The actuators are created individually under constant tension on the apparatus seen in figure(X). Using a DeWalt DW920 handheld electric screwdriver that was mounted on a linear rail system, a 50cm piece of nylon 6 fishing line was placed in the apparatus under tension. The filament was placed under 250g of tension and twisted with nichrome 36-gauge filament wire until the line self-coiled.
A PASCO CI-6538 rotation sensor attached to the screwdriver bit and to the tension hanging weight pulley allowed for measurements in the rotation of the drill (line twist) and change in the length of the string as it was twisted, respectively. Once fully coiled, the tension was carefully removed to keep the tension and placed into a modified toaster oven for annealing at 150 degrees C. Readings of the actuator were taken using the PASCO 6538 and temperature readings with the use of a K-Type thermocouple and a RTD temperature probe (PASCO CI-6525).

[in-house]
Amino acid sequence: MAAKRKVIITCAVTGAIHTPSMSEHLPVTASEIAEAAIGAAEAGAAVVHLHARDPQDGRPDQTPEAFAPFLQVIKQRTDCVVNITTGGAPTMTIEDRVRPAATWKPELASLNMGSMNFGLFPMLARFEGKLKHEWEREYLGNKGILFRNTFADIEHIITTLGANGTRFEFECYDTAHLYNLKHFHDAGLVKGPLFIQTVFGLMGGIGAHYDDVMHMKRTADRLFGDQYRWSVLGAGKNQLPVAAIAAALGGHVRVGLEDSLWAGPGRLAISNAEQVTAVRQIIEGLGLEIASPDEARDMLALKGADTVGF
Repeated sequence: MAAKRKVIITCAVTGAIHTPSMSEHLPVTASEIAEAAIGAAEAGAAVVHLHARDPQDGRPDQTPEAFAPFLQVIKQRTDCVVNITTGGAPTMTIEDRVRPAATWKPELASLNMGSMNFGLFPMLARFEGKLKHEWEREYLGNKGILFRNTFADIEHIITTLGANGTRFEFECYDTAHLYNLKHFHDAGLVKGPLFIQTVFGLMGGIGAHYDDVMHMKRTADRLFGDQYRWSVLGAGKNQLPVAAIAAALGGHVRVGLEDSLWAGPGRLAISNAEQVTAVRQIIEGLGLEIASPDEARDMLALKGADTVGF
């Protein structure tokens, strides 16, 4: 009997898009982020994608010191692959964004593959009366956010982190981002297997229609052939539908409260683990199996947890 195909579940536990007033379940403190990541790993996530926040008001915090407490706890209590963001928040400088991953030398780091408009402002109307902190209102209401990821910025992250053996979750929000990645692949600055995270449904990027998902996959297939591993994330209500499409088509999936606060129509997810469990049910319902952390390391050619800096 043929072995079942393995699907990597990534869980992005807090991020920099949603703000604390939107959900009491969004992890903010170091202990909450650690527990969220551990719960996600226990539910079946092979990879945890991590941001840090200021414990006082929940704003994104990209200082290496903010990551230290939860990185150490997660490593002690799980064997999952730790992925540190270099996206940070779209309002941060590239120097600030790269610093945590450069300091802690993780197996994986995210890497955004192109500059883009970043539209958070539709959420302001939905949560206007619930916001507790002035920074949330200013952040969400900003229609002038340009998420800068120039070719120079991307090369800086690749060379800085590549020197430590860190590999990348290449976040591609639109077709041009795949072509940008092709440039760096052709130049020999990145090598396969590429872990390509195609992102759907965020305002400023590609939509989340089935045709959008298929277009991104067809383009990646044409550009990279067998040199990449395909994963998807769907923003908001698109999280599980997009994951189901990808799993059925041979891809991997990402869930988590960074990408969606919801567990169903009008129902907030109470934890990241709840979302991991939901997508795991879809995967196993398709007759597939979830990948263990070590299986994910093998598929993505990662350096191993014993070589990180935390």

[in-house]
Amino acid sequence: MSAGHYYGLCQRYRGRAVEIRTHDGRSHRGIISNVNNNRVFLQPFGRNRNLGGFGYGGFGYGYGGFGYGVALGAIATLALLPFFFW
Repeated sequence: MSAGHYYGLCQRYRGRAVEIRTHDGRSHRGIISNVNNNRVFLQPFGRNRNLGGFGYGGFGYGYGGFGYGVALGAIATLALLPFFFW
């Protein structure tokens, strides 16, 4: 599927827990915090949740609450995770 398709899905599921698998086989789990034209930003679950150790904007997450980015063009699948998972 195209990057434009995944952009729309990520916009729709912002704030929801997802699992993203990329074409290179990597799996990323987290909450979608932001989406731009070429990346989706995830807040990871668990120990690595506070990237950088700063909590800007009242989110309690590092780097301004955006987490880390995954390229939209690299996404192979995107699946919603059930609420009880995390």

Half of the samples were annealed with the initial torsion kept intact and half with the torsion released before annealing. Releasing the torsion meant letting the line unwind to an equilibrium state after the initial forming of the coils by twisting. This caused the sample to shorten as the coils grew in diameter and “loosened”. The samples are annealed under tension at 250g for 30 minutes then allowed to cool. Once cool, the fibres were then treated again under heating and cooling cycles to remove any hysteresis with approximately XXX weight. Once enough viable samples were created for testing, the coils were tested for tension and basic durability in a device